The semester has been rolling along so quickly that I haven't found the time to log my experiences officially, if this even counts as officially.
Computer Science 1 has been a good experience, and is mostly review other than some of the lower level memory allocation stuff that C entails. It's been great to learn these concepts from a different point of view. At Berkeley I was doing mostly projects in python and Java. It's interesting to learn about these same concepts in C, and the pointers and dynamic memory make many of the concepts a bit more intuitive, but also more tedious. I do admit that although the class is engaging, I'm itching for more of a challenge and find myself quickly working through homework problems. Unfortunately, the CS department at UCF is based around a foundation exam that pulls directly from CS1 content; and although these Berkeley classes covered similar topics, they didn't transfer for CS1.
In my Linear Regression Analysis class, I've been working with a NYC Airbnb listing dataset for the entire semester. I've learned how to use the R programming language further after being introduced to it last semester in Nonparametric Statistics. Each assignment in the class is a further analysis of our dataset. I've went through the data cleaning processes, transformed variables, normalized residuals, and I'm finally working with creating a multivariate linear regression model using price as the response variable. It is great to really get to know the ins and outs of the dataset and learn the process of creating a professional statistical report.
I joined the ucfAI club this year and started attending their data science meetings. I've been leading a small team as hope to use deep learning to categorize art by it's movement (e.g. Impressionism, Surrealism, Realism). At the moment we are training a fairly simple convolutional neural net on three categories of art movements. This net, with the help of some learning rate scheduling, is reaching around 46% validation accuracy. We hope to raise this accuracy by exploring the use of a more complex model, or even transfer learning from a pre-trained net. This paper is a similar to our endeavor, and their final accuracy was 62% using transfer learning on a residual neural net. I look forward to continuing this project over the rest of the semester!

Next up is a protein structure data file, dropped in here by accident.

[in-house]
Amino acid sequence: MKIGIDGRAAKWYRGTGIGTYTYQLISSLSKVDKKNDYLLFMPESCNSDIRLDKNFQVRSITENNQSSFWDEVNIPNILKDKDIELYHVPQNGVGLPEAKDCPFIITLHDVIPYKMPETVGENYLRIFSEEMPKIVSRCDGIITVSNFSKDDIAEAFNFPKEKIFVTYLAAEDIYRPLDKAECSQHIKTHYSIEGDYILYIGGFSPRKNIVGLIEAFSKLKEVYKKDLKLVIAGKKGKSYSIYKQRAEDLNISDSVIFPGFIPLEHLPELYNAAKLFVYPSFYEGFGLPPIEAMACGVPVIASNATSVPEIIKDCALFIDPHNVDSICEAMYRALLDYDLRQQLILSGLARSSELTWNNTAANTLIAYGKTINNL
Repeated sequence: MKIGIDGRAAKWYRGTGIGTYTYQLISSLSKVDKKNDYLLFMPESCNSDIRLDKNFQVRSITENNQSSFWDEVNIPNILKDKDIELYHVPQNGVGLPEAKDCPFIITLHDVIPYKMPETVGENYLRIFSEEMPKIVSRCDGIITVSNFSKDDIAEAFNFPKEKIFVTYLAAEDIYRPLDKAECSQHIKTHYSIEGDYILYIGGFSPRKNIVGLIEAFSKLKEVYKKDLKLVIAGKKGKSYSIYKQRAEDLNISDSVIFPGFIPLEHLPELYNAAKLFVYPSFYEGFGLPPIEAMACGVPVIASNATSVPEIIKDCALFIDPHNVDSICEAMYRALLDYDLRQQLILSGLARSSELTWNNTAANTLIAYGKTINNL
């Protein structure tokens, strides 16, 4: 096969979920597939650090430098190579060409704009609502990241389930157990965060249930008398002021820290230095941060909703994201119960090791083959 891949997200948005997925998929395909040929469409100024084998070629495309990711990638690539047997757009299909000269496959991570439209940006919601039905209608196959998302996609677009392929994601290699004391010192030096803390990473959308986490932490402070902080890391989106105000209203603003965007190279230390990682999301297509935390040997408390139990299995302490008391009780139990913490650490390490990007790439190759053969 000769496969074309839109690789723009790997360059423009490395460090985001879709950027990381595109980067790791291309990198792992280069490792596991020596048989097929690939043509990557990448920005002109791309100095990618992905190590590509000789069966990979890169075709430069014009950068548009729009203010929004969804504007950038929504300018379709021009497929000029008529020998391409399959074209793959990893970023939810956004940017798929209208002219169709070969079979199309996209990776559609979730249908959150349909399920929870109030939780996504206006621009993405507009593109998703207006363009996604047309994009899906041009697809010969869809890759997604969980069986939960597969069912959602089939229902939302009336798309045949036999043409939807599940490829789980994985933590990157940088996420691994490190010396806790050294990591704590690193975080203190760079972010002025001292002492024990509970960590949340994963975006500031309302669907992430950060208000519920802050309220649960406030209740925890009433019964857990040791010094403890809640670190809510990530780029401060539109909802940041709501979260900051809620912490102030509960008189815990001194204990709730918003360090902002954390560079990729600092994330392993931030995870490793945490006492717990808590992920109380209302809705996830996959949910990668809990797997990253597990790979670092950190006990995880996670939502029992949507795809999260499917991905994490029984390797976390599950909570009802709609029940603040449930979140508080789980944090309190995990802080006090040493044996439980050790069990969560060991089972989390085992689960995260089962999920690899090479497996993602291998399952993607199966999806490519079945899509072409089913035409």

I'm also taking a security in computing class that is mostly cryptography and cypher math. I also read a great book called The Cuckoo's Egg, about Cliff Stoll tracking and eventually catching a hacker. It was coincidentally set in Berkeley, where Stoll was working as systems administrator for the Lawrence Berkeley Astronomy Labs. This class is pretty straightforward, and while cybersecurity is interesting to me, I feel as if this is just the basics. I learned some really neat Euler Gradus function math that can also be applied to set theory with musical keys. It was a really nice aha moment to connect the two.
And lastly, I am taking Computer Design and Architecture. It is, without a doubt, interesting to learn what is happening at the lowest levels of computing. As I type, I imagine many temporary registers are being filled and arithmetic logic units firing. I'm looking forward to a large project where we are going to be building a MIPS compiler using C code.
That's my semester so far. I have a phone interview with a big one on Tuesday, and I'm super excited!